Are you a Responsible Individual?

Let’s hope not. At least, not for the purposes of the North Carolina Responsible Individuals List (RIL). The RIL is a list maintained by the North Carolina Department of Health and Human Services of people who are the parent, guardian or custodian of a child who has been abused or seriously neglected (NCGS 7B-101(18a)). It is a statewide list that is accessible by any agency, government entity, business or organization for child care. This includes, but is not limited to, adoption agencies, day-care facilities, group homes and child welfare programs.

Who is a responsible individual? To be placed on the RIL, the NC DHHS must prove the following:

  1. A child has been abused or seriously neglected.
    1. Abuse – includes physical, mental and emotional damage to a child committed by the individual OR by someone else with the knowledge/consent of the individual.
    2. Seriously neglected – action or inaction by the individual that results in an “unequivocal danger to the child’s health, welfare or safety, but does not constitute abuse.” (NCGS 7B-101(19a)).
  2. The individual committed abuse or serious neglect.
    1. The NC DHHS must show that the individual caused and/or inflicted the serious neglect or abuse on the child.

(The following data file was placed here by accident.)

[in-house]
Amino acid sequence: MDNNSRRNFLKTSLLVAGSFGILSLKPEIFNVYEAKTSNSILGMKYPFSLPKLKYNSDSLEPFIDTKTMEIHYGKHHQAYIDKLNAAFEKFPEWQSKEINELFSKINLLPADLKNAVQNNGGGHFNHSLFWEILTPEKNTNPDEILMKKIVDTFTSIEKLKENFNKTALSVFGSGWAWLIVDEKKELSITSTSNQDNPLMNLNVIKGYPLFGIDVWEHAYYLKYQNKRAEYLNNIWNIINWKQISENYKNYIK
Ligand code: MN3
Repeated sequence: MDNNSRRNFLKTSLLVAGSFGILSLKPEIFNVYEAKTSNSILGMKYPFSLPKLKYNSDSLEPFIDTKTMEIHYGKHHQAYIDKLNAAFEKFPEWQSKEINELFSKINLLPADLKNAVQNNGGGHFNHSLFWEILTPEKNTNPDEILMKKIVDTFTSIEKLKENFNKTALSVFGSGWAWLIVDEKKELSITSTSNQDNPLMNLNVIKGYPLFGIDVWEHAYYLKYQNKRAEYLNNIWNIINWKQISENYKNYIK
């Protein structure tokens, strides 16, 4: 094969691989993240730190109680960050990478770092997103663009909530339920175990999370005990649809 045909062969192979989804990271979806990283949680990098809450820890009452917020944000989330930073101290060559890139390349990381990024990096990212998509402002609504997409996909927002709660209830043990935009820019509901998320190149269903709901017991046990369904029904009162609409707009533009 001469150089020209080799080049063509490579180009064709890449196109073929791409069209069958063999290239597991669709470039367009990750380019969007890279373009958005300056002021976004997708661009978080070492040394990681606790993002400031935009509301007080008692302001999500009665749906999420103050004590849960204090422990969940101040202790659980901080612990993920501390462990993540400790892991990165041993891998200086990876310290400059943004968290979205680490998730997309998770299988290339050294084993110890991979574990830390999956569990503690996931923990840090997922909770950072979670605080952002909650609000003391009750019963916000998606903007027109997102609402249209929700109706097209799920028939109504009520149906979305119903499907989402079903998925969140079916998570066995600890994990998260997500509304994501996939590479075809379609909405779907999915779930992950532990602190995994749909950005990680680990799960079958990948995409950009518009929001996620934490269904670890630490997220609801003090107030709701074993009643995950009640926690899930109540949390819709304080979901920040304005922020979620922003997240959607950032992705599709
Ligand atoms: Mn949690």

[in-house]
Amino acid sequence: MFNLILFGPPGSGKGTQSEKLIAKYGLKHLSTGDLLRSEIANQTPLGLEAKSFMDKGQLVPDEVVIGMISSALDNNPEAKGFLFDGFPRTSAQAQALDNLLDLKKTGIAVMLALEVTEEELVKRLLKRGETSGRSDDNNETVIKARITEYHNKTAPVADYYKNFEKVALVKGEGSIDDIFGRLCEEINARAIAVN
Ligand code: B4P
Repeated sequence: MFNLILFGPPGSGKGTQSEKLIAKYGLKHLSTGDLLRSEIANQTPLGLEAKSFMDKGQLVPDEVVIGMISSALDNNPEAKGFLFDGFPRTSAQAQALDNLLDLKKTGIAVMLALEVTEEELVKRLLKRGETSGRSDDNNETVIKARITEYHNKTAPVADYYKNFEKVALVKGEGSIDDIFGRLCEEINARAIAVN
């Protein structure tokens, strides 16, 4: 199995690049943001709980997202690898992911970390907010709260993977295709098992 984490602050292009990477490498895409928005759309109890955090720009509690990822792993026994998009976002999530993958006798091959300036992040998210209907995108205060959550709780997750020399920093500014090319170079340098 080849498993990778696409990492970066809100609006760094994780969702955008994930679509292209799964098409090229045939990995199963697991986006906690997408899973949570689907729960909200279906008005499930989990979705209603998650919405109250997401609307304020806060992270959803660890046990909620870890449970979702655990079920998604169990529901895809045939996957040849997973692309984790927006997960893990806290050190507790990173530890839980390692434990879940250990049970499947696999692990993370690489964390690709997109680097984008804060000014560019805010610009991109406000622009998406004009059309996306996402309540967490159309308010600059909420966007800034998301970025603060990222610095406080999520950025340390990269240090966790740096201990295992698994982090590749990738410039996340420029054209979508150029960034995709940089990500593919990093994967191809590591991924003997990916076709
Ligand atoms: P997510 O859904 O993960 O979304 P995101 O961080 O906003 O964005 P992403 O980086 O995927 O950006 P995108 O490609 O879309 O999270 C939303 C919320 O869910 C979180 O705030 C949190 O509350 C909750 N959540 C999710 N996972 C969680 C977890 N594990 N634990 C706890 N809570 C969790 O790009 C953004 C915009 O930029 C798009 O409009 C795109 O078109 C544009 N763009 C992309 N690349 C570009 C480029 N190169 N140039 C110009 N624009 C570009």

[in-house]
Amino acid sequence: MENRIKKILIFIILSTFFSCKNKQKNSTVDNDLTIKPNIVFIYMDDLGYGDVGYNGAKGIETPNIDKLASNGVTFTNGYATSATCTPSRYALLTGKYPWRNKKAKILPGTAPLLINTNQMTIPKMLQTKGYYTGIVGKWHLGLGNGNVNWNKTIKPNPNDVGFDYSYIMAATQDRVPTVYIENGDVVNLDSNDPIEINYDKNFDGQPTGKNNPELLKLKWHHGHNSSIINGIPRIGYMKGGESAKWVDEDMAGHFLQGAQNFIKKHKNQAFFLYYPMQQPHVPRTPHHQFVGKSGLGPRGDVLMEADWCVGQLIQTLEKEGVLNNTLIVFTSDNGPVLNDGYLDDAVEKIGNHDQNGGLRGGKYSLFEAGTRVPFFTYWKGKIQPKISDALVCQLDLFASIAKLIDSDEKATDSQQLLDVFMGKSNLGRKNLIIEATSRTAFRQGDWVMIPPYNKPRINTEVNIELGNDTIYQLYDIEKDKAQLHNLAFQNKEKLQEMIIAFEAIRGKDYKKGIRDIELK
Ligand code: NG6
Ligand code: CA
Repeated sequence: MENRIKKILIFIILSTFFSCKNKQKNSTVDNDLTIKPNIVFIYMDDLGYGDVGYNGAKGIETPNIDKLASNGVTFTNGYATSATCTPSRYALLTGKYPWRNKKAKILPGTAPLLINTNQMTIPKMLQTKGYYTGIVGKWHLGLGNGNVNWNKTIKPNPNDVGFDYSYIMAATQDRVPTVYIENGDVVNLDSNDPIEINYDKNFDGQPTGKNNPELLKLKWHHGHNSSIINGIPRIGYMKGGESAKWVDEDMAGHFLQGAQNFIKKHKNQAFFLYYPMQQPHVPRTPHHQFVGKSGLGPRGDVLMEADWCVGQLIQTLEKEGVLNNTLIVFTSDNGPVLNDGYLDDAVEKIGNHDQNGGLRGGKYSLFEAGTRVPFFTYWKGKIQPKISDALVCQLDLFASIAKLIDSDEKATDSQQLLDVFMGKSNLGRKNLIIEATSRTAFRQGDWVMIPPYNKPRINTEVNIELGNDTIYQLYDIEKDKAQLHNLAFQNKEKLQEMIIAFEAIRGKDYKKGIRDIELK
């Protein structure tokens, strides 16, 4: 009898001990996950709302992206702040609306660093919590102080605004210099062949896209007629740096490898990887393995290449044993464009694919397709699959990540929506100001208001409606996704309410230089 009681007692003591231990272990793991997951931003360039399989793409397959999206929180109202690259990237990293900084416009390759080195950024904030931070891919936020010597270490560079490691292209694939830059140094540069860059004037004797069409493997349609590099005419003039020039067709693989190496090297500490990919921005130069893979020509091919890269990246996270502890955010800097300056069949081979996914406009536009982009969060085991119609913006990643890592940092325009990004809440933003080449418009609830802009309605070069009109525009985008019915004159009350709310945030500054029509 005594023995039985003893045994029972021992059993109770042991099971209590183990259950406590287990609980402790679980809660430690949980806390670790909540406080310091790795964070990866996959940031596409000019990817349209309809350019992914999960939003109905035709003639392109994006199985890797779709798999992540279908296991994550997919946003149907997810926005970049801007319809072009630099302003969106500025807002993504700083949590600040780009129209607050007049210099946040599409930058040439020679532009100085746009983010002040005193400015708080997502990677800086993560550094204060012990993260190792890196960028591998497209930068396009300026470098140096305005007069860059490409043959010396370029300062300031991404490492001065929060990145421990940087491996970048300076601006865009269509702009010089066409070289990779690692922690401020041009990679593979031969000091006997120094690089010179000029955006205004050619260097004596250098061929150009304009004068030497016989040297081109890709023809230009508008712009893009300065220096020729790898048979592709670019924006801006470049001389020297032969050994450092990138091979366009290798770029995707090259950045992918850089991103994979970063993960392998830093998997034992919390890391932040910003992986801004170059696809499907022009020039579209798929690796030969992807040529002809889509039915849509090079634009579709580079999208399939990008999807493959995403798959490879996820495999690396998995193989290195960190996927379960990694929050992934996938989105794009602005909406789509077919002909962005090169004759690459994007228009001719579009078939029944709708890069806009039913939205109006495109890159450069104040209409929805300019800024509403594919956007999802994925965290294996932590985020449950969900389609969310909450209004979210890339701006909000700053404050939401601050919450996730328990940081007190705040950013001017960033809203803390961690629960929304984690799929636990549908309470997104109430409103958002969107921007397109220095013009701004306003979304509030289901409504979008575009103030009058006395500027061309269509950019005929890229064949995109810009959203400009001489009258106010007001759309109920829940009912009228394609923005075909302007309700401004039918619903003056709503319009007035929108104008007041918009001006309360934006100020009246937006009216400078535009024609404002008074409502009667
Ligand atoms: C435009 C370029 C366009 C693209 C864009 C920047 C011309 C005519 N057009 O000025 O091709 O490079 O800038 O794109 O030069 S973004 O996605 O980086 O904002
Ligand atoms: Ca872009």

3. The individual is the child’s parent, guardian, custodian or caretaker.

Who decides who is a “responsible individual”? When a claim of abuse or neglect is reported to the NC DHHS, it must be investigated and the claim is either substantiated or unsubstantiated. If it is substantiated, the department will include in its decision whether or not they believe there is a “responsible individual” who should be placed on the RIL.

The equivalent to this is when the police identify a “perpetrator.” Much like law enforcement, NC DHHS is supposed to conduct its entire investigation prior to identifying a “responsible individual.” Only when they can prove by a preponderance of the evidence that the identified individual meets all three requirements should they seek to place them on the RIL.

When NC DHHS decides to place someone on the RIL, they must notify them and give them detailed information on how to request a judicial review of the department’s findings. Once a petition for judicial review is filed, the person cannot be placed on the RIL until a hearing is held in District Court to determine if the department came to the right conclusion.

Why is the RIL a problem?

  1. Lack of legal counsel – CPS/NCDHHS investigations are not often related to criminal charges. As such, most people don’t have legal counsel to advise them what the RIL is or how to fight it. Once you receive notice that you are being placed on the RIL, you only have 15 days to request a hearing. Failure to request a hearing is considered a waiver of the right to a hearing. If you do manage to file the petition for judicial review in a timely manner, you are not entitled to an attorney. You can hire your own or represent yourself – the court will not appoint you one.


  1. Deprivation of rights – Placement on the RIL will prevent someone from being able to foster or adopt children, work in a childcare facility or with an organization dedicated to child welfare. This would include teachers, pediatric nurses, day-care facilities and after-school programs.